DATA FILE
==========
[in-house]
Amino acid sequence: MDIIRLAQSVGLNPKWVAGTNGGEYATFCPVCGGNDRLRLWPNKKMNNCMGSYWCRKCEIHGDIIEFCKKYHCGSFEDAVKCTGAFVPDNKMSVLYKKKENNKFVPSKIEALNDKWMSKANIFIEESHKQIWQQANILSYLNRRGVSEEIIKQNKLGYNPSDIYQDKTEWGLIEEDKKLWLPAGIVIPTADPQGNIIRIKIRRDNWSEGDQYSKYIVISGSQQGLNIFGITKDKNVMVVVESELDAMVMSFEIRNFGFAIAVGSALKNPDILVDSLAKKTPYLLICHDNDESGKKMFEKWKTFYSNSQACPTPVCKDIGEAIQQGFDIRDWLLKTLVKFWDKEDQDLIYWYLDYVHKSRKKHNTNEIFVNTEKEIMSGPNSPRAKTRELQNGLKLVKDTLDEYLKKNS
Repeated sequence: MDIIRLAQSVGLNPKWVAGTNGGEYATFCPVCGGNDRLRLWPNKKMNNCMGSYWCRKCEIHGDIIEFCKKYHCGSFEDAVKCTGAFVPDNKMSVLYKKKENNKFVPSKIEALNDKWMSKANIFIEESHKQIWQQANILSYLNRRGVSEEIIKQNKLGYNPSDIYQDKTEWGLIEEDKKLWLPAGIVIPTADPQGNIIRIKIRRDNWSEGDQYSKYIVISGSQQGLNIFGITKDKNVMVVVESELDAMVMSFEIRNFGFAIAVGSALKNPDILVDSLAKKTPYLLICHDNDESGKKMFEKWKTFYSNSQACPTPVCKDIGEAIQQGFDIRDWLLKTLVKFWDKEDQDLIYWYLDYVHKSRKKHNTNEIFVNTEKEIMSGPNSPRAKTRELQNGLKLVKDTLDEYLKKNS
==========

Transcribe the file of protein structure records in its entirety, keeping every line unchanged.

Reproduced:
[in-house]
Amino acid sequence: MDIIRLAQSVGLNPKWVAGTNGGEYATFCPVCGGNDRLRLWPNKKMNNCMGSYWCRKCEIHGDIIEFCKKYHCGSFEDAVKCTGAFVPDNKMSVLYKKKENNKFVPSKIEALNDKWMSKANIFIEESHKQIWQQANILSYLNRRGVSEEIIKQNKLGYNPSDIYQDKTEWGLIEEDKKLWLPAGIVIPTADPQGNIIRIKIRRDNWSEGDQYSKYIVISGSQQGLNIFGITKDKNVMVVVESELDAMVMSFEIRNFGFAIAVGSALKNPDILVDSLAKKTPYLLICHDNDESGKKMFEKWKTFYSNSQACPTPVCKDIGEAIQQGFDIRDWLLKTLVKFWDKEDQDLIYWYLDYVHKSRKKHNTNEIFVNTEKEIMSGPNSPRAKTRELQNGLKLVKDTLDEYLKKNS
Repeated sequence: MDIIRLAQSVGLNPKWVAGTNGGEYATFCPVCGGNDRLRLWPNKKMNNCMGSYWCRKCEIHGDIIEFCKKYHCGSFEDAVKCTGAFVPDNKMSVLYKKKENNKFVPSKIEALNDKWMSKANIFIEESHKQIWQQANILSYLNRRGVSEEIIKQNKLGYNPSDIYQDKTEWGLIEEDKKLWLPAGIVIPTADPQGNIIRIKIRRDNWSEGDQYSKYIVISGSQQGLNIFGITKDKNVMVVVESELDAMVMSFEIRNFGFAIAVGSALKNPDILVDSLAKKTPYLLICHDNDESGKKMFEKWKTFYSNSQACPTPVCKDIGEAIQQGFDIRDWLLKTLVKFWDKEDQDLIYWYLDYVHKSRKKHNTNEIFVNTEKEIMSGPNSPRAKTRELQNGLKLVKDTLDEYLKKNS